Behind the piano: Mike Lazarev

…on the outer reaches of spatial and reductionist pianism

Editor’s Note: The following interview appeared as a SPECIAL on a Swedish blog Sleepy Songs

I’ve been making music for about 18 years or so. My uncle has always been very supportive, but it wasn’t until I started making piano music that I really felt that he appreciates the music I make. So this Christmas when he told me to check out Mike Lazarev on Spotify, I gladly did. I’ve been listening to Mike Lazarev’s album Dislodged pretty much every day since then, and when he appeared in my Facebook feed I thought to myself, ‘well, I’m just gonna write to him and see if I could interview him.’ He said yes.Johan Eckman

Hi Mike! For those who don’t know who you are, please give us an introduction! Where are you from, and where are you working from at the moment?
Well, I was born in Ukraine, spent my teenage years in the United States, and recently moved to the United Kingdom where I feel a little more at home.

Tell us about how you started playing music.
I am a classically trained pianist (since I was 7 years old), but I never finished music school as I had to immigrate to the US at the age of 12. There was a long period of time when I didn’t have the piano until I could afford one myself. But it is safe to say that I don’t know a life without music.

Tell us something about that moment you realized you could make music yourself!
I started composing around the age of 12 when I realized that music could be a unique gift that I can create (for someone). First, there was a lot of copying of the chords with my own melodies (like The Beatles, Billy Joel and even Chopin), then I kind of always tinkled around the piano, until maybe six years ago, when I started exploring the outer reaches of spatial and reductionist pianism (the terms I’ve invented myself!) to create some intimate compositions of what I felt inside.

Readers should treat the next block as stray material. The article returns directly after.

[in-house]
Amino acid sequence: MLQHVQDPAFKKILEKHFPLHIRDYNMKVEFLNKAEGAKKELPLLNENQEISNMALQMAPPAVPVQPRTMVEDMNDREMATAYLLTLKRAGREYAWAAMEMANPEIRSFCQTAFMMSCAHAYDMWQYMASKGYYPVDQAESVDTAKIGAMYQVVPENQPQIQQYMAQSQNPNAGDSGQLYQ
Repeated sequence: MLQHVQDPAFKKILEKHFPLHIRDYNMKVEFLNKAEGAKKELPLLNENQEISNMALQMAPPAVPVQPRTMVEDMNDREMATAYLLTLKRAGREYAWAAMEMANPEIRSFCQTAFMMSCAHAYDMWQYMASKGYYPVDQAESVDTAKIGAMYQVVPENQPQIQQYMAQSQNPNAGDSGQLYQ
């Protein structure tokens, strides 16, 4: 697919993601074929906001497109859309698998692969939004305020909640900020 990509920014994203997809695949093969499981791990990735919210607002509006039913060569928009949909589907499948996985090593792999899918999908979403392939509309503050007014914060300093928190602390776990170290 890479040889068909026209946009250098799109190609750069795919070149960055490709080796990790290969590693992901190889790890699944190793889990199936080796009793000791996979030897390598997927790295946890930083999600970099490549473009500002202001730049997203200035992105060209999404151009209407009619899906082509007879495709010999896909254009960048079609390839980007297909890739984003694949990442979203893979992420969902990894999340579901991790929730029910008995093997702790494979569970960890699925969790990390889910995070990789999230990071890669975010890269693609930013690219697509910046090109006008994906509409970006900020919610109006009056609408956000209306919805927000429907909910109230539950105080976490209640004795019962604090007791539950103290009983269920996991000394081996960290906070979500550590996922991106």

Can you elaborate those terms a bit more?
I’m a big fan of ambient music which is mostly concerned with textures, atmospheres, and minimalism. The piano is actually a percussive instrument, and so it is a bit of a challenge to extract an “ambient” sound from it – which is why I play so soft and slow; I want each note to ring out and have its reverberations captured by the microphone. I often have the sustain pedal pressed down all the time so that each tone blends into another in a continuous sonic din. This is how I attempt to reduce the sound to its bare elements, where silence is an element as well.

As I mentioned before, I found you through my uncle who sent me a link to your album Dislodged. I know that it’s not your latest release, but I want to ask a bit about it! Is there a theme throughout the album?
Dislodged is actually the second half of my album Unhinged (both are supposed to be played one after another in any order). On Unhinged I removed the wooden casing of the piano to get closer to the instrument with the microphones (these parts were held by a hinge, hence the title). And on Dislodged, I locked in a pedal into a certain position in order to keep the felt between the hammers and the strings to muffle the sound (hence the title, once again – and you can see this on the cover of the album). Of course, “unhinged” and “dislodged” could also describe some emotions that I experienced when communicating through music, so there is a play on words too, but generally, it’s all about a melancholy state of mind that I was experiencing while composing.